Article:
Saturday, April 14, 2012

The Girl with the Dragon Tattoo (2011) (2nd time)

Journalist Mikael Blomkvist is aided in his search for a woman who has been missing for forty years by Lisbeth Salander, a young computer hacker. [imdb]

Nominated for 5 Oscars:

Best Actress: Rooney Mara
Best Cinematography
Best Editing (WINNER)
Best Sound Mixing
Best Sound Editing

Unfortunately, the film didn't seem better the second time around: I still feel like it's too long, poorly written in key parts, there's too much editing going on and it loses the essential part of the story: the mystery which was so interesting in the Swedish film is almost completely changed here and it goes for an easy solution. That was very disappointing. Those who've seen the original know what I mean.

On the good side I must mention Rooney's Mara edgy performance which I appreciate much more now. Also, the technical part is as great as in any other Fincher film; the director itself does an ok job, but the screenplay is too messy at times for the directing to save it. Oh, yes, and the best part of it all: the opening credits, which are dreamy.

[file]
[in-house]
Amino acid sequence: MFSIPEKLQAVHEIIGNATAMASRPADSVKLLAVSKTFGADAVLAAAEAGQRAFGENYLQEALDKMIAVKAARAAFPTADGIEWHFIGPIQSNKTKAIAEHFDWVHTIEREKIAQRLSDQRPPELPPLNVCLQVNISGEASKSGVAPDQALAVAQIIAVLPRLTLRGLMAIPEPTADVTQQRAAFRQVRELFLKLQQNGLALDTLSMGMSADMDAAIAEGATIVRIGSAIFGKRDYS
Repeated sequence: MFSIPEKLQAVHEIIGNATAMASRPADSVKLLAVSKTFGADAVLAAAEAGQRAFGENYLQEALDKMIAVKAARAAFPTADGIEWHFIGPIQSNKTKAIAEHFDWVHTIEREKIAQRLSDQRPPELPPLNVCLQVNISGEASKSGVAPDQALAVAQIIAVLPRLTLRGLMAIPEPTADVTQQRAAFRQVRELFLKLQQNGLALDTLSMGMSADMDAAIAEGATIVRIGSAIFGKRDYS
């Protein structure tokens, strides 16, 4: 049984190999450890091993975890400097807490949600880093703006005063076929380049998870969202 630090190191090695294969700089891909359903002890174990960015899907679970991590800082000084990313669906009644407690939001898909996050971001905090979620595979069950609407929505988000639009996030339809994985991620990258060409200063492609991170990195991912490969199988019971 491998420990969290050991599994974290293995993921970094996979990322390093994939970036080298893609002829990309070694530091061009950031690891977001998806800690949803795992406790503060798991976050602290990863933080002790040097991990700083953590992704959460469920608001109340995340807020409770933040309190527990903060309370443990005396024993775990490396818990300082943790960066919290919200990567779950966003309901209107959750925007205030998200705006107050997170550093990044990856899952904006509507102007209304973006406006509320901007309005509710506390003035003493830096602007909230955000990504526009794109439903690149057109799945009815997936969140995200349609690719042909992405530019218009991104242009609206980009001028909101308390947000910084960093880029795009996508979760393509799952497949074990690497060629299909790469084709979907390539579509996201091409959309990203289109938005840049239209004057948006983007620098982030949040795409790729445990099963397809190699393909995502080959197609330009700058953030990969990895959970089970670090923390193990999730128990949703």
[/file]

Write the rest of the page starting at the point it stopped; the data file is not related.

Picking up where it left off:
I think the film also deserved an Original Score nomination, I've learned to like it more and more ever since I listen to it outside the film; it certainly creates a mood. Had we had 10 Best Picture nominees, this would've definitely been the 10th, I think we can all agree on that; I'm a bit surprised that Academy members were more tempted to put Extremely Loud (which I liked) as their no. 1 rather than Dragon Tattoo - even so, I'm happy with their choice, Dragon Tattoo is not a bad film, but it's not Best Picture material. And the Editing win was probably the biggest shock of the evening, and rightfully so: I thought the editing was very messy, cutting scenes in all the wrong places, but I guess they just went for the most edited film.

My rating for the film: 6/10. I will admit though that it's a cool movie.


  1. For me one of the main problems with both versions of Dragon Tattoo is that the central mystery just isn't that interesting, and it isn't really solved, the answer is just stumbled upon.

    If either film had cut out the whole mystery element and just made a film out of Lisbeth's story arc then that would've been fascinating.

    1. I think the Swedish film treated the mystery nicely.
      Fincher's take on the mystery was crap, but he explained better the whole deal with the money. :) so to me it's somewhere in the middle. But I really didn't see it coming (the twist) in the original film.